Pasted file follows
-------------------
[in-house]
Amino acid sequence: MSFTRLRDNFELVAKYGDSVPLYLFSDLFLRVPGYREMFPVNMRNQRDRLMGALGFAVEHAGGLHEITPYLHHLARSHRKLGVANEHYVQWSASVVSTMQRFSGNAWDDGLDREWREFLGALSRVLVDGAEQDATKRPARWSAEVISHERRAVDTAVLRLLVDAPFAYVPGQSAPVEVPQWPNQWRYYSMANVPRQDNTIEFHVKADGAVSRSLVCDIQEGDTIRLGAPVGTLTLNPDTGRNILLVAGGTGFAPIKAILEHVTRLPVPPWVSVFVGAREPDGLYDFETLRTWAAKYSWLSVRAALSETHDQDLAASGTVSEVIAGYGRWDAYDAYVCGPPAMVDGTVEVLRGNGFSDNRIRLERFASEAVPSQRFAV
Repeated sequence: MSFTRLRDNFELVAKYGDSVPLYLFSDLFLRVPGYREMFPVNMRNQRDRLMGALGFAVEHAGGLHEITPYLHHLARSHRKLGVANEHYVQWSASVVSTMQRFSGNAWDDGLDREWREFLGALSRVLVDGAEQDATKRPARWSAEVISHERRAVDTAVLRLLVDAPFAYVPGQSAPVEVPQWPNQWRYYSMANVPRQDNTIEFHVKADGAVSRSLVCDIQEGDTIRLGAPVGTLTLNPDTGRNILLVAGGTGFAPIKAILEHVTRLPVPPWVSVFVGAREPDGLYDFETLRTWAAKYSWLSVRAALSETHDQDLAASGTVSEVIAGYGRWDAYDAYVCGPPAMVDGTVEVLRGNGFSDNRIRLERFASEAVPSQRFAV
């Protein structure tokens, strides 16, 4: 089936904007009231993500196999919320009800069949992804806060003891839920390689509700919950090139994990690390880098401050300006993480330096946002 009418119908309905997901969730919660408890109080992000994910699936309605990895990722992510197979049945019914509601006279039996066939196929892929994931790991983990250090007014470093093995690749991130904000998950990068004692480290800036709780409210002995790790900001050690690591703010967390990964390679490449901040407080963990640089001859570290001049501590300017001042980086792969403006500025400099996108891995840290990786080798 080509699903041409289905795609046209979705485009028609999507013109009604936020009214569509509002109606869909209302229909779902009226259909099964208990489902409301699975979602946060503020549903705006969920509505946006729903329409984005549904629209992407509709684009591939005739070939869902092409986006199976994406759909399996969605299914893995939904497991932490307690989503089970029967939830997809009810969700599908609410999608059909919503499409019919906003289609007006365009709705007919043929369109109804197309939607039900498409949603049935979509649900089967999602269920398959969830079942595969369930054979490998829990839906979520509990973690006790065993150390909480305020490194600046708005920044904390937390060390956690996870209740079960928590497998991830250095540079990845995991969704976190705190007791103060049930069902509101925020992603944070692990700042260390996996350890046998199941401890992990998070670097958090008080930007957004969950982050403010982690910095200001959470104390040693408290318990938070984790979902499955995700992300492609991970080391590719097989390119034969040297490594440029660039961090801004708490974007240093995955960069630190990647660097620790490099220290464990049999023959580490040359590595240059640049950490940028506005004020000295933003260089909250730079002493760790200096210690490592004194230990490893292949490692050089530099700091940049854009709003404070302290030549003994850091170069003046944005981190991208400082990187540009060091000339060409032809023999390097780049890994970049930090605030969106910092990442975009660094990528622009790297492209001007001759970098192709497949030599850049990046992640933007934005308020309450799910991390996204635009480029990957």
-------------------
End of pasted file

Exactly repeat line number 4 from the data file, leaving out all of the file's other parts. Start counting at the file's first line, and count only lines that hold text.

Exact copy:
């Protein structure tokens, strides 16, 4: 089936904007009231993500196999919320009800069949992804806060003891839920390689509700919950090139994990690390880098401050300006993480330096946002 009418119908309905997901969730919660408890109080992000994910699936309605990895990722992510197979049945019914509601006279039996066939196929892929994931790991983990250090007014470093093995690749991130904000998950990068004692480290800036709780409210002995790790900001050690690591703010967390990964390679490449901040407080963990640089001859570290001049501590300017001042980086792969403006500025400099996108891995840290990786080798 080509699903041409289905795609046209979705485009028609999507013109009604936020009214569509509002109606869909209302229909779902009226259909099964208990489902409301699975979602946060503020549903705006969920509505946006729903329409984005549904629209992407509709684009591939005739070939869902092409986006199976994406759909399996969605299914893995939904497991932490307690989503089970029967939830997809009810969700599908609410999608059909919503499409019919906003289609007006365009709705007919043929369109109804197309939607039900498409949603049935979509649900089967999602269920398959969830079942595969369930054979490998829990839906979520509990973690006790065993150390909480305020490194600046708005920044904390937390060390956690996870209740079960928590497998991830250095540079990845995991969704976190705190007791103060049930069902509101925020992603944070692990700042260390996996350890046998199941401890992990998070670097958090008080930007957004969950982050403010982690910095200001959470104390040693408290318990938070984790979902499955995700992300492609991970080391590719097989390119034969040297490594440029660039961090801004708490974007240093995955960069630190990647660097620790490099220290464990049999023959580490040359590595240059640049950490940028506005004020000295933003260089909250730079002493760790200096210690490592004194230990490893292949490692050089530099700091940049854009709003404070302290030549003994850091170069003046944005981190991208400082990187540009060091000339060409032809023999390097780049890994970049930090605030969106910092990442975009660094990528622009790297492209001007001759970098192709497949030599850049990046992640933007934005308020309450799910991390996204635009480029990957």